Acer CloudMobile S500 review

The Acer CloudMobile S500 ships with the standard Android mapping options, which is to say it comes with Google Maps.

That almost goes without saying really, since we'd be shocked to find an Android device that didn't.

The reason we'd be shocked, beyond the fact that Google make both Android and Google Maps, is that it's just such a good service.

It would be madness to release an Android device with anything else.

It's accurate and detailed, with listings for businesses and landmarks, traffic information, transit lines and terrain and latitude information.

It's got detailed routes for pedestrians, motorists and public transport, and it even has built-in access to Google Street View.

Acer CloudMobile S500 review

But you probably know all this, because there won't be many people reading this who haven't accessed Google Maps in some form or other.

It also comes with Google Navigation - again that's pretty standard, but worth mentioning.

Because although it's still in beta, it's an impressive sat nav service that so far hasn't failed to get us where we want to go.

The Acer CloudMobile S500 also seems to have a very fast GPS signal, locking onto our location in no time.

There are a number of alternative mapping and sat nav options available from Google Play if you want them.

Acer CloudMobile S500 review

These include premium services such as TomTom, but for most users the bundled apps should more than suffice.

The out-of-the-box apps experience on the Acer CloudMobile S500 is a bit of a mixed bag.

On the one hand it comes with a huge number of media apps, which we've covered on the Media page of this review, but on the other hand it's dropped the ball a bit in other areas.

There isn't much in the way of other apps, just basic things such as a calculator, alarm clock and calendar (which can, in its favour, be synced with your Google calendars).

There's no notes app, which we came to miss almost immediately, and there's no timer or stop watch either.

As with everything else, you can always download one, but these are basic things that we'd expect it to come with.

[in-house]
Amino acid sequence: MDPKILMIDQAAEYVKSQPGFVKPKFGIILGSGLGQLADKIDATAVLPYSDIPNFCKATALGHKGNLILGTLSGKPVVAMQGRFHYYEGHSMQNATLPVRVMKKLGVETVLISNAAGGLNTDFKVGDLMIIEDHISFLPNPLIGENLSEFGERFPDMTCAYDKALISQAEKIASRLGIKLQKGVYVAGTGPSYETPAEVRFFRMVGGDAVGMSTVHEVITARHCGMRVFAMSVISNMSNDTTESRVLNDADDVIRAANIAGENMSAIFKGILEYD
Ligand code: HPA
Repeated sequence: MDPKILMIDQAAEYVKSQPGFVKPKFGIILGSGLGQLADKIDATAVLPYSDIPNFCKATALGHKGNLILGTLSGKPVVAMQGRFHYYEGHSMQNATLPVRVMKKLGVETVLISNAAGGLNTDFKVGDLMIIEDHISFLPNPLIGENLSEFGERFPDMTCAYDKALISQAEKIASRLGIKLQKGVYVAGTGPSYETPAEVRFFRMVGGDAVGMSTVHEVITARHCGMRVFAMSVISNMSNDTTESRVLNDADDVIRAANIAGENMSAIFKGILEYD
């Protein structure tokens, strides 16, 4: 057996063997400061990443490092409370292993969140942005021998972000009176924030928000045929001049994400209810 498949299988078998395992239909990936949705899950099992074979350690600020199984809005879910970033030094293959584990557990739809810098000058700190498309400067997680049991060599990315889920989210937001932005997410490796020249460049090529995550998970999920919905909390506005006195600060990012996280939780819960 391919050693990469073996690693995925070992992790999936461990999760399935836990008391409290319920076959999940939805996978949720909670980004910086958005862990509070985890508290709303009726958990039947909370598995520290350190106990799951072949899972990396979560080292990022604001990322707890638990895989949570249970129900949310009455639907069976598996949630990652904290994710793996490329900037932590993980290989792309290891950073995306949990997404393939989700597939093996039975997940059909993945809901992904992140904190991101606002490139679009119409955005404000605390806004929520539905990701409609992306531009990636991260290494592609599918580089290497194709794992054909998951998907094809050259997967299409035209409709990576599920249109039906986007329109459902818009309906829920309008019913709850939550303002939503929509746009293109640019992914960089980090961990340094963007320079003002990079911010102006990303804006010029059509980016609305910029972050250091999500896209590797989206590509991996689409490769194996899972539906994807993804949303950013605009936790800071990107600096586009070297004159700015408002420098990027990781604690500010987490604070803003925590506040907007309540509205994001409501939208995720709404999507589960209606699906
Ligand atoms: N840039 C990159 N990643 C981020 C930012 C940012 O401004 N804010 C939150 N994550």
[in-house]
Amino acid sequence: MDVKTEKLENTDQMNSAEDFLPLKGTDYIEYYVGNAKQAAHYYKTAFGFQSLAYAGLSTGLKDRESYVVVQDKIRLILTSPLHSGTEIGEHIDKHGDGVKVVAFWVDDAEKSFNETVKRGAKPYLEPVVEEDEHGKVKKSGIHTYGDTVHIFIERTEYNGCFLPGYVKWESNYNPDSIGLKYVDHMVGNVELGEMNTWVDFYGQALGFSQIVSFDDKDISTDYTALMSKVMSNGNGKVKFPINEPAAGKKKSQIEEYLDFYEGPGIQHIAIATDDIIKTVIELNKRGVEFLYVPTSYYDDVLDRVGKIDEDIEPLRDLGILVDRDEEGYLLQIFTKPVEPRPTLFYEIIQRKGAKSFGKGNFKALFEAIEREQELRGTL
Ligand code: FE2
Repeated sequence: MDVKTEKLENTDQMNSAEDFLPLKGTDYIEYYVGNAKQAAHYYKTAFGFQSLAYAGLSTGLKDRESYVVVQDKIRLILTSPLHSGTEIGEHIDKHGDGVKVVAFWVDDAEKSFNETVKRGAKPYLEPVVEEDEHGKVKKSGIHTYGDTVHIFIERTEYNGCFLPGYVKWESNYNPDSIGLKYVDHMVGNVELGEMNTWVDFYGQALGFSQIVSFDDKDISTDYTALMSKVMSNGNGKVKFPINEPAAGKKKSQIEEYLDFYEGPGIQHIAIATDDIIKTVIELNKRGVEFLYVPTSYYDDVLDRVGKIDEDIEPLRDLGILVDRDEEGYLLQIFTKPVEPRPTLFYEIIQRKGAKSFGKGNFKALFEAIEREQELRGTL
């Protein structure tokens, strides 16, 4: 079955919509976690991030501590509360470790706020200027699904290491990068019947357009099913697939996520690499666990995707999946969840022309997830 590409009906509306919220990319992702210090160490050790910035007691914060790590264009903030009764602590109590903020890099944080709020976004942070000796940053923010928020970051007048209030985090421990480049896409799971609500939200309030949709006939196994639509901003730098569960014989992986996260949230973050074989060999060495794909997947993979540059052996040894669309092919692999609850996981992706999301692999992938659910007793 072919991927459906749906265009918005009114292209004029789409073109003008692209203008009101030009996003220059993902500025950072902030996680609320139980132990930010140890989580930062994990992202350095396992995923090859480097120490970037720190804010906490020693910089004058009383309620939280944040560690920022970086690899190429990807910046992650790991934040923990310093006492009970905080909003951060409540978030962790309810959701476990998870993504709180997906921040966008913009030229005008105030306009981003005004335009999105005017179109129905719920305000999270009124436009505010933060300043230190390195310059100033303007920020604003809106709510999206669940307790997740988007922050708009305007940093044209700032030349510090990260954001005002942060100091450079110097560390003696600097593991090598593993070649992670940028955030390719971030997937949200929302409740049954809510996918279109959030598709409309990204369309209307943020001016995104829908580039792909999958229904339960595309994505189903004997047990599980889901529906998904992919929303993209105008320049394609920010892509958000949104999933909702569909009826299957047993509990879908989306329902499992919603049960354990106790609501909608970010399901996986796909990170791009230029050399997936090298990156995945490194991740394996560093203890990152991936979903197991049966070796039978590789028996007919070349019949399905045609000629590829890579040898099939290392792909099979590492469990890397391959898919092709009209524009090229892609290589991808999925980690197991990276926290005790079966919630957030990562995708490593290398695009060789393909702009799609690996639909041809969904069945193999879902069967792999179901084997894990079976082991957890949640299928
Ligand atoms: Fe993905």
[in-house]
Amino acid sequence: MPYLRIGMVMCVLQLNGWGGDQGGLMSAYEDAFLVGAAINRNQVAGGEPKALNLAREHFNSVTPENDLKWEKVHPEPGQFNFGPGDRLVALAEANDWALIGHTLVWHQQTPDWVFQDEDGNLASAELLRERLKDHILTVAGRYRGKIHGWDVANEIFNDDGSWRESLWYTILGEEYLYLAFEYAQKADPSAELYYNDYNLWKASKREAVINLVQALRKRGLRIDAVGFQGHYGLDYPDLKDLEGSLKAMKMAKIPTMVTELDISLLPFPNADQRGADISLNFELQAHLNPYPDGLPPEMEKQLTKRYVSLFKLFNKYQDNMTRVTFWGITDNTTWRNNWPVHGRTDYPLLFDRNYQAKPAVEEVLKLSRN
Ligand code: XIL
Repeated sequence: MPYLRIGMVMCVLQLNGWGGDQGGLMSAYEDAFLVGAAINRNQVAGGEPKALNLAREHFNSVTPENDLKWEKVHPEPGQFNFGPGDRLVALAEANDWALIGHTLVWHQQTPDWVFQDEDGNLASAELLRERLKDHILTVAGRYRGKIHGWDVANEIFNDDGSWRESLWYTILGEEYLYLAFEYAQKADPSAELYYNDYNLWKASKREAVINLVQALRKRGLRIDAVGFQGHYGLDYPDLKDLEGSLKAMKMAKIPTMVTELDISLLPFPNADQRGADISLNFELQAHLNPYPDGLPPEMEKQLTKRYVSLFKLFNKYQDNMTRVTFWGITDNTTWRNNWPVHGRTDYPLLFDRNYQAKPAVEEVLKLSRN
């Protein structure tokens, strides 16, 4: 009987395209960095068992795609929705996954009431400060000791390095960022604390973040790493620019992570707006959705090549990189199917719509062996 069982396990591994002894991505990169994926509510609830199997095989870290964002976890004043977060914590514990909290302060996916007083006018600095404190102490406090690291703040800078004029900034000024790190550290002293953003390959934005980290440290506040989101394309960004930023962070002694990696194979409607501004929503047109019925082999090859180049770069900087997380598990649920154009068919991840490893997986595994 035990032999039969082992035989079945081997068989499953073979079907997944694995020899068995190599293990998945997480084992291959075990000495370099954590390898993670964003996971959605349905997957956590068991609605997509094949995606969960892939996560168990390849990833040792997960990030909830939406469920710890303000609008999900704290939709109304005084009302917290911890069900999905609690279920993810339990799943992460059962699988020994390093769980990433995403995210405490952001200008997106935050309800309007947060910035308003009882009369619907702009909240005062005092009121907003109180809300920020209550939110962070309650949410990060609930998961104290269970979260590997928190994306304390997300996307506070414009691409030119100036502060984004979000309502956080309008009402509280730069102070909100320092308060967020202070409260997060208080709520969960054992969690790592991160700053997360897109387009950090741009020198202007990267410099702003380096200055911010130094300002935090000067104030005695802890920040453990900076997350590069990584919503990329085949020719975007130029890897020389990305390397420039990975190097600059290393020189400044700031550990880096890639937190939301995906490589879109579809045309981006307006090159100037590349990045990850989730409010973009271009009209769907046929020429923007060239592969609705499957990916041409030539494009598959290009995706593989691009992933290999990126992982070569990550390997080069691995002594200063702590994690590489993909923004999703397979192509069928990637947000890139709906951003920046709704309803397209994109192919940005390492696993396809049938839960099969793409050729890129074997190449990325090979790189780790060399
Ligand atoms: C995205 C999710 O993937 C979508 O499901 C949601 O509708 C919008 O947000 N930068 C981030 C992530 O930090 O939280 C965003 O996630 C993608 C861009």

Acer CloudMobile S500 review

What it does have is a whole suite of cloud services, which in Acer's eyes is seemingly its main selling point.

But even that is something of a bittersweet experience.

Documents, pictures, videos and music can all be synced with your AcerCloud account, enabling you to access them on a PC or other Android device.

That sounds great, but in practice it's rather problematic.

Take documents, for example - there's a cloud-connected Docs app that enables you to view documents, presentations and spreadsheets on your phone, but you can't create them there.

Acer CloudMobile S500 review

Instead you have to create them on a PC and then sync them across.

Given that there are numerous fully featured office suites available for Android, it's frustratingly limiting that you can't create new documents with the Docs app, or sync documents to it if they were created on the phone.

In fact, the Acer CloudMobile S500 even comes with Polaris Office, which is a competent suite of tools for viewing, creating and editing documents.

Polaris even supports Dropbox and other cloud services, yet because the documents haven't come from a PC, they can't be synced to AcerCloud.

Other media isn't quite so limited, but it also didn't always seem to sync up properly, and there doesn't seem to be any way to manually sync things from the handset - either they get uploaded automatically or they don't, and you have to make do without them.

Oh well, it's a bit hit and miss, but at least you can generally access things you've done on a computer on the go.

Acer CloudMobile S500 review

But hold on a minute, you are running Windows 7 right?

Because if not then (unless it's an Acer PC) the cloud service isn't compatible, rendering the syncing of documents obsolete (since you can't sync documents without a PC), and hampering all its other uses.

Heaven help you if you've got a Mac, because Acer certainly won't.

If you do have compatible devices, then when it works it works quite well, but with Dropbox, Box, Evernote and other cloud services already supporting Android and many users already entrenched in their services, Acer's offering becomes a hard sell.

Looked at as a nice extra or simply a bullet point on the box it makes sense, but as the key selling point of the Acer CloudMobile S500 it really doesn't.

It's too little too late. Maybe if Acer makes it more widely compatible and more reliable it could become a compelling service, but for the moment it hasn't tempted us to jump ship from our other cloud accounts.